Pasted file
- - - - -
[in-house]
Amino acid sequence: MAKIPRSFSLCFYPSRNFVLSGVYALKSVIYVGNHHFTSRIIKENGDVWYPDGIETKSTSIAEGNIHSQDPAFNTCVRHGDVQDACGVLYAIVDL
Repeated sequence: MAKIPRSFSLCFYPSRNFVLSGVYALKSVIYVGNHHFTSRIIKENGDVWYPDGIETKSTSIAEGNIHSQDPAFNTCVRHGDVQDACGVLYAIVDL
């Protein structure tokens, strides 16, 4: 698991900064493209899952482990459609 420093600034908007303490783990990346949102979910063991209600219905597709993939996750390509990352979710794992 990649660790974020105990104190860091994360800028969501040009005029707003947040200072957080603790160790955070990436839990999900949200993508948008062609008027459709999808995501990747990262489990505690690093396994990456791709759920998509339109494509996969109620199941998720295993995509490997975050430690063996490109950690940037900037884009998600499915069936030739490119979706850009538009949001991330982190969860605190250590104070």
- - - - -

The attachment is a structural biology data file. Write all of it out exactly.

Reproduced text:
[in-house]
Amino acid sequence: MAKIPRSFSLCFYPSRNFVLSGVYALKSVIYVGNHHFTSRIIKENGDVWYPDGIETKSTSIAEGNIHSQDPAFNTCVRHGDVQDACGVLYAIVDL
Repeated sequence: MAKIPRSFSLCFYPSRNFVLSGVYALKSVIYVGNHHFTSRIIKENGDVWYPDGIETKSTSIAEGNIHSQDPAFNTCVRHGDVQDACGVLYAIVDL
């Protein structure tokens, strides 16, 4: 698991900064493209899952482990459609 420093600034908007303490783990990346949102979910063991209600219905597709993939996750390509990352979710794992 990649660790974020105990104190860091994360800028969501040009005029707003947040200072957080603790160790955070990436839990999900949200993508948008062609008027459709999808995501990747990262489990505690690093396994990456791709759920998509339109494509996969109620199941998720295993995509490997975050430690063996490109950690940037900037884009998600499915069936030739490119979706850009538009949001991330982190969860605190250590104070």